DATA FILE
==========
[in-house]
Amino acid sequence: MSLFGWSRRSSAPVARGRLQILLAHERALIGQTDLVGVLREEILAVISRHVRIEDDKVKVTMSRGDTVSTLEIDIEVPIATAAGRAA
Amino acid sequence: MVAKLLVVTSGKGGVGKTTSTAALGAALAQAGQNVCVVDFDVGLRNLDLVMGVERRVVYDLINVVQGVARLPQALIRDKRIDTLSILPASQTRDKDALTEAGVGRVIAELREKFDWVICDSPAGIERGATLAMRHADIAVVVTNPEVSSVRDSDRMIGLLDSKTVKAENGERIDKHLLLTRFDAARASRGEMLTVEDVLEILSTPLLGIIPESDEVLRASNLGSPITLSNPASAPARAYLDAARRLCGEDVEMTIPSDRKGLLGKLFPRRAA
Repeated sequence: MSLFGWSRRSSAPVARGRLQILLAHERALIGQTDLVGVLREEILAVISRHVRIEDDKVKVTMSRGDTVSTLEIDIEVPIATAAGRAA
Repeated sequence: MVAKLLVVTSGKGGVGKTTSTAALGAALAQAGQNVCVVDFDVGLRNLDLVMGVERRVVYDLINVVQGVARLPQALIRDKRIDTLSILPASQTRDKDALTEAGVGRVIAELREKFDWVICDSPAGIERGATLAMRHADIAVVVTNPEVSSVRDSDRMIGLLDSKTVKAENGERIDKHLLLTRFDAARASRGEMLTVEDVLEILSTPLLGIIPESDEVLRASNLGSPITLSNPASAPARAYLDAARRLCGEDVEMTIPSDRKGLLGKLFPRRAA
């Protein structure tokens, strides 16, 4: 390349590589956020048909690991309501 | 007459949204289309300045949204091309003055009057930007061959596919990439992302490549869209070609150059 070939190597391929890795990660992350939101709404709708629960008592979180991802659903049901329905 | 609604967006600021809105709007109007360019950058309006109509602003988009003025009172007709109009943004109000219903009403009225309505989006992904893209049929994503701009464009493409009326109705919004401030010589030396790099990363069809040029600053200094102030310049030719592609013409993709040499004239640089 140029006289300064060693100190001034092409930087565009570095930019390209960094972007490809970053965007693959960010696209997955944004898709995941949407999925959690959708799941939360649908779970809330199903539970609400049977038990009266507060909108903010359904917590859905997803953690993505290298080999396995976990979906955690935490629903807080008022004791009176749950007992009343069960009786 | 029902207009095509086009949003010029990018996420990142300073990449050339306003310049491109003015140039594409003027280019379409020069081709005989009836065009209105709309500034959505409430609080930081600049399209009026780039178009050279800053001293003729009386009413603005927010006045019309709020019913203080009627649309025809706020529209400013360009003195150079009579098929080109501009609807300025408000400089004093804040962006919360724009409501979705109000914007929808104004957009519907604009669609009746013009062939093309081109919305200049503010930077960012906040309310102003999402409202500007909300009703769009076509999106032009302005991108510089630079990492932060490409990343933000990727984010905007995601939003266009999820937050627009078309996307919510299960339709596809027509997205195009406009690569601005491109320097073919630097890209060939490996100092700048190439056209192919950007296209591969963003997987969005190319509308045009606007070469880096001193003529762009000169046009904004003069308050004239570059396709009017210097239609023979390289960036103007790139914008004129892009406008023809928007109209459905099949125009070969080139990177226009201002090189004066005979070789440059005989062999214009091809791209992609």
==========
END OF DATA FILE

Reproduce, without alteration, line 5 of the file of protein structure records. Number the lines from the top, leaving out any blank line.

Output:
Repeated sequence: MVAKLLVVTSGKGGVGKTTSTAALGAALAQAGQNVCVVDFDVGLRNLDLVMGVERRVVYDLINVVQGVARLPQALIRDKRIDTLSILPASQTRDKDALTEAGVGRVIAELREKFDWVICDSPAGIERGATLAMRHADIAVVVTNPEVSSVRDSDRMIGLLDSKTVKAENGERIDKHLLLTRFDAARASRGEMLTVEDVLEILSTPLLGIIPESDEVLRASNLGSPITLSNPASAPARAYLDAARRLCGEDVEMTIPSDRKGLLGKLFPRRAA